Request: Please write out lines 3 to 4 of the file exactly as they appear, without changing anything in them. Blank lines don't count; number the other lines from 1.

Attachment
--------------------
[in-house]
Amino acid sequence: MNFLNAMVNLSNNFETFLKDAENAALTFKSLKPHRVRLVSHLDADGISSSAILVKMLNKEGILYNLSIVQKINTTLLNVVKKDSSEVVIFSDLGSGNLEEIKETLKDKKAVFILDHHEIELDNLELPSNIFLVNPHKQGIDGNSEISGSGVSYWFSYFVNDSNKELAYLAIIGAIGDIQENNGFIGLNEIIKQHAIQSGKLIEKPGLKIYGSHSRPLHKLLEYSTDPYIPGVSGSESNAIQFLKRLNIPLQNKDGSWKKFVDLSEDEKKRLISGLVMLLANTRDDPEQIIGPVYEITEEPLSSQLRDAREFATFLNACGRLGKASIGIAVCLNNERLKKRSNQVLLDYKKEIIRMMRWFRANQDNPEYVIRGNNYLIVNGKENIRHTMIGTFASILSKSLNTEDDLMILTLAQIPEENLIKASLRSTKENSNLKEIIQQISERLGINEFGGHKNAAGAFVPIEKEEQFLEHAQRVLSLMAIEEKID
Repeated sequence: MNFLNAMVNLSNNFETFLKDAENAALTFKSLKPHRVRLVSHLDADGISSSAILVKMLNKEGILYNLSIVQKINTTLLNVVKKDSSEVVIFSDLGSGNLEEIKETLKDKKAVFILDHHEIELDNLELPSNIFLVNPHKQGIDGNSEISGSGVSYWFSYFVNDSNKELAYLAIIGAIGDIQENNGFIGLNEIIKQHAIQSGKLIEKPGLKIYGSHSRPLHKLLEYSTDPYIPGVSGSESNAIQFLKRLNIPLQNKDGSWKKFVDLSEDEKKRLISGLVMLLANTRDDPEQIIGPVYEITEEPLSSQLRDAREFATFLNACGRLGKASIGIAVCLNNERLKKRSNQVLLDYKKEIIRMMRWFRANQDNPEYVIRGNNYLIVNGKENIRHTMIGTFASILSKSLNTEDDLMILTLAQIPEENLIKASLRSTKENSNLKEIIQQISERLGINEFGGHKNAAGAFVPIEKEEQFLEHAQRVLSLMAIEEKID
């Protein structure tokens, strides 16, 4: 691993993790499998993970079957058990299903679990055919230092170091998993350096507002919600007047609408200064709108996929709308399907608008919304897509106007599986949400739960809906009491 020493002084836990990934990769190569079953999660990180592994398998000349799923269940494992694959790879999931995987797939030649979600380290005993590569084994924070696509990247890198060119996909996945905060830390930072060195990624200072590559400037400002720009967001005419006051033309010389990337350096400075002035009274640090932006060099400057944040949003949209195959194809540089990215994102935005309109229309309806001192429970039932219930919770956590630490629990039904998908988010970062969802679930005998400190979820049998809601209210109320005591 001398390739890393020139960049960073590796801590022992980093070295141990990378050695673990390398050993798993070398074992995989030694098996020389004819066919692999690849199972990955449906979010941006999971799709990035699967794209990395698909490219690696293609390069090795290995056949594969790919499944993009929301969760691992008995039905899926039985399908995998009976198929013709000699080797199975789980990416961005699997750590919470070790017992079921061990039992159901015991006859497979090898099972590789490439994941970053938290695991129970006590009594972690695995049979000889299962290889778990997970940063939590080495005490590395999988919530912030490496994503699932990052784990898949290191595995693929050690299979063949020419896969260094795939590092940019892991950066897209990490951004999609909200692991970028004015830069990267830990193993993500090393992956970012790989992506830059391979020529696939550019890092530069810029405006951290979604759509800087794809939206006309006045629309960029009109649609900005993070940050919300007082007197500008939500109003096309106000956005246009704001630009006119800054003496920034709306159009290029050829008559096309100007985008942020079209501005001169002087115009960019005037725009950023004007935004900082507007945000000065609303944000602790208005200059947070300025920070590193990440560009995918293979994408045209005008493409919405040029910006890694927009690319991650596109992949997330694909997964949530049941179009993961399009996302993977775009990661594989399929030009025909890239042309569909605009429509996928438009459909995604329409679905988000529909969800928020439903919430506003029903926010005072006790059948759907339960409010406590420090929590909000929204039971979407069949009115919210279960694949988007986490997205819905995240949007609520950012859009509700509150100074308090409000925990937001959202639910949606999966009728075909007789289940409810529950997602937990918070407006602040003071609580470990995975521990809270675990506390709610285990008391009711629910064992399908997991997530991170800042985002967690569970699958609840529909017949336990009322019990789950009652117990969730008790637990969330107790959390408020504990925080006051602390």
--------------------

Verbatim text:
Repeated sequence: MNFLNAMVNLSNNFETFLKDAENAALTFKSLKPHRVRLVSHLDADGISSSAILVKMLNKEGILYNLSIVQKINTTLLNVVKKDSSEVVIFSDLGSGNLEEIKETLKDKKAVFILDHHEIELDNLELPSNIFLVNPHKQGIDGNSEISGSGVSYWFSYFVNDSNKELAYLAIIGAIGDIQENNGFIGLNEIIKQHAIQSGKLIEKPGLKIYGSHSRPLHKLLEYSTDPYIPGVSGSESNAIQFLKRLNIPLQNKDGSWKKFVDLSEDEKKRLISGLVMLLANTRDDPEQIIGPVYEITEEPLSSQLRDAREFATFLNACGRLGKASIGIAVCLNNERLKKRSNQVLLDYKKEIIRMMRWFRANQDNPEYVIRGNNYLIVNGKENIRHTMIGTFASILSKSLNTEDDLMILTLAQIPEENLIKASLRSTKENSNLKEIIQQISERLGINEFGGHKNAAGAFVPIEKEEQFLEHAQRVLSLMAIEEKID
């Protein structure tokens, strides 16, 4: 691993993790499998993970079957058990299903679990055919230092170091998993350096507002919600007047609408200064709108996929709308399907608008919304897509106007599986949400739960809906009491 020493002084836990990934990769190569079953999660990180592994398998000349799923269940494992694959790879999931995987797939030649979600380290005993590569084994924070696509990247890198060119996909996945905060830390930072060195990624200072590559400037400002720009967001005419006051033309010389990337350096400075002035009274640090932006060099400057944040949003949209195959194809540089990215994102935005309109229309309806001192429970039932219930919770956590630490629990039904998908988010970062969802679930005998400190979820049998809601209210109320005591 001398390739890393020139960049960073590796801590022992980093070295141990990378050695673990390398050993798993070398074992995989030694098996020389004819066919692999690849199972990955449906979010941006999971799709990035699967794209990395698909490219690696293609390069090795290995056949594969790919499944993009929301969760691992008995039905899926039985399908995998009976198929013709000699080797199975789980990416961005699997750590919470070790017992079921061990039992159901015991006859497979090898099972590789490439994941970053938290695991129970006590009594972690695995049979000889299962290889778990997970940063939590080495005490590395999988919530912030490496994503699932990052784990898949290191595995693929050690299979063949020419896969260094795939590092940019892991950066897209990490951004999609909200692991970028004015830069990267830990193993993500090393992956970012790989992506830059391979020529696939550019890092530069810029405006951290979604759509800087794809939206006309006045629309960029009109649609900005993070940050919300007082007197500008939500109003096309106000956005246009704001630009006119800054003496920034709306159009290029050829008559096309100007985008942020079209501005001169002087115009960019005037725009950023004007935004900082507007945000000065609303944000602790208005200059947070300025920070590193990440560009995918293979994408045209005008493409919405040029910006890694927009690319991650596109992949997330694909997964949530049941179009993961399009996302993977775009990661594989399929030009025909890239042309569909605009429509996928438009459909995604329409679905988000529909969800928020439903919430506003029903926010005072006790059948759907339960409010406590420090929590909000929204039971979407069949009115919210279960694949988007986490997205819905995240949007609520950012859009509700509150100074308090409000925990937001959202639910949606999966009728075909007789289940409810529950997602937990918070407006602040003071609580470990995975521990809270675990506390709610285990008391009711629910064992399908997991997530991170800042985002967690569970699958609840529909017949336990009322019990789950009652117990969730008790637990969330107790959390408020504990925080006051602390």